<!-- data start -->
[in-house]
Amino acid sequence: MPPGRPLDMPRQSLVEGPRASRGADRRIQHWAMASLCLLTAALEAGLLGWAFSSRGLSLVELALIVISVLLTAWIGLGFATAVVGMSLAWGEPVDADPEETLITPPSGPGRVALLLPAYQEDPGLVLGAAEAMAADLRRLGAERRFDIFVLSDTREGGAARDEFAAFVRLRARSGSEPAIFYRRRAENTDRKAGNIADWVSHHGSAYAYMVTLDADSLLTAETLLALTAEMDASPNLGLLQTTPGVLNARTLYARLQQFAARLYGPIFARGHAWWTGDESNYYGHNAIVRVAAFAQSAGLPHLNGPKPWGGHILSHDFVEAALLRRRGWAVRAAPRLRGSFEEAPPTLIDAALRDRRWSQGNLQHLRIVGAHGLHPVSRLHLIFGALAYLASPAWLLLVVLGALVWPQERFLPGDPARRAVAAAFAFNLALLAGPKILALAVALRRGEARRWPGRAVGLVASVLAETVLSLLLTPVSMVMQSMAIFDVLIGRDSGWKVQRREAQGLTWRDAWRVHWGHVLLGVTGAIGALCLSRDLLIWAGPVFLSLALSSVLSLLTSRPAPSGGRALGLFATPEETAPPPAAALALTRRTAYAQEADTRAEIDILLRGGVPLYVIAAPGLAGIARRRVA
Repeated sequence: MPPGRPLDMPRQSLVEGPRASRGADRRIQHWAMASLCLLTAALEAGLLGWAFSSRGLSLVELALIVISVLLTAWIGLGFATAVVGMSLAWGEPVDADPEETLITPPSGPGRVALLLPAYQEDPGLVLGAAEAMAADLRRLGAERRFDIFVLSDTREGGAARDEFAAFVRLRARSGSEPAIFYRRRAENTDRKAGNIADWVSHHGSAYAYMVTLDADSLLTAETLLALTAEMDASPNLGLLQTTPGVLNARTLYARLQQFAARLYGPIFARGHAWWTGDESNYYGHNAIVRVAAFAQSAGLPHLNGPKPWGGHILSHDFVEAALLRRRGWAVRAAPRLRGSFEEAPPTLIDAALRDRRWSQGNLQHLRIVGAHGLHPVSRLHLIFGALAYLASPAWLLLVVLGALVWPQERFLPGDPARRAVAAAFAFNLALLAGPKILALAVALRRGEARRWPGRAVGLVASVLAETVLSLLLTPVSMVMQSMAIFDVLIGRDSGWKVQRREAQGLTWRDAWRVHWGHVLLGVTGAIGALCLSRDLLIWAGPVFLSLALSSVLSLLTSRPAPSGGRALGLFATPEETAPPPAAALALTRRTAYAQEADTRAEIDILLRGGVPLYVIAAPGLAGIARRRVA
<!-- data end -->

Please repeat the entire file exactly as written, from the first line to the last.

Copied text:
[in-house]
Amino acid sequence: MPPGRPLDMPRQSLVEGPRASRGADRRIQHWAMASLCLLTAALEAGLLGWAFSSRGLSLVELALIVISVLLTAWIGLGFATAVVGMSLAWGEPVDADPEETLITPPSGPGRVALLLPAYQEDPGLVLGAAEAMAADLRRLGAERRFDIFVLSDTREGGAARDEFAAFVRLRARSGSEPAIFYRRRAENTDRKAGNIADWVSHHGSAYAYMVTLDADSLLTAETLLALTAEMDASPNLGLLQTTPGVLNARTLYARLQQFAARLYGPIFARGHAWWTGDESNYYGHNAIVRVAAFAQSAGLPHLNGPKPWGGHILSHDFVEAALLRRRGWAVRAAPRLRGSFEEAPPTLIDAALRDRRWSQGNLQHLRIVGAHGLHPVSRLHLIFGALAYLASPAWLLLVVLGALVWPQERFLPGDPARRAVAAAFAFNLALLAGPKILALAVALRRGEARRWPGRAVGLVASVLAETVLSLLLTPVSMVMQSMAIFDVLIGRDSGWKVQRREAQGLTWRDAWRVHWGHVLLGVTGAIGALCLSRDLLIWAGPVFLSLALSSVLSLLTSRPAPSGGRALGLFATPEETAPPPAAALALTRRTAYAQEADTRAEIDILLRGGVPLYVIAAPGLAGIARRRVA
Repeated sequence: MPPGRPLDMPRQSLVEGPRASRGADRRIQHWAMASLCLLTAALEAGLLGWAFSSRGLSLVELALIVISVLLTAWIGLGFATAVVGMSLAWGEPVDADPEETLITPPSGPGRVALLLPAYQEDPGLVLGAAEAMAADLRRLGAERRFDIFVLSDTREGGAARDEFAAFVRLRARSGSEPAIFYRRRAENTDRKAGNIADWVSHHGSAYAYMVTLDADSLLTAETLLALTAEMDASPNLGLLQTTPGVLNARTLYARLQQFAARLYGPIFARGHAWWTGDESNYYGHNAIVRVAAFAQSAGLPHLNGPKPWGGHILSHDFVEAALLRRRGWAVRAAPRLRGSFEEAPPTLIDAALRDRRWSQGNLQHLRIVGAHGLHPVSRLHLIFGALAYLASPAWLLLVVLGALVWPQERFLPGDPARRAVAAAFAFNLALLAGPKILALAVALRRGEARRWPGRAVGLVASVLAETVLSLLLTPVSMVMQSMAIFDVLIGRDSGWKVQRREAQGLTWRDAWRVHWGHVLLGVTGAIGALCLSRDLLIWAGPVFLSLALSSVLSLLTSRPAPSGGRALGLFATPEETAPPPAAALALTRRTAYAQEADTRAEIDILLRGGVPLYVIAAPGLAGIARRRVA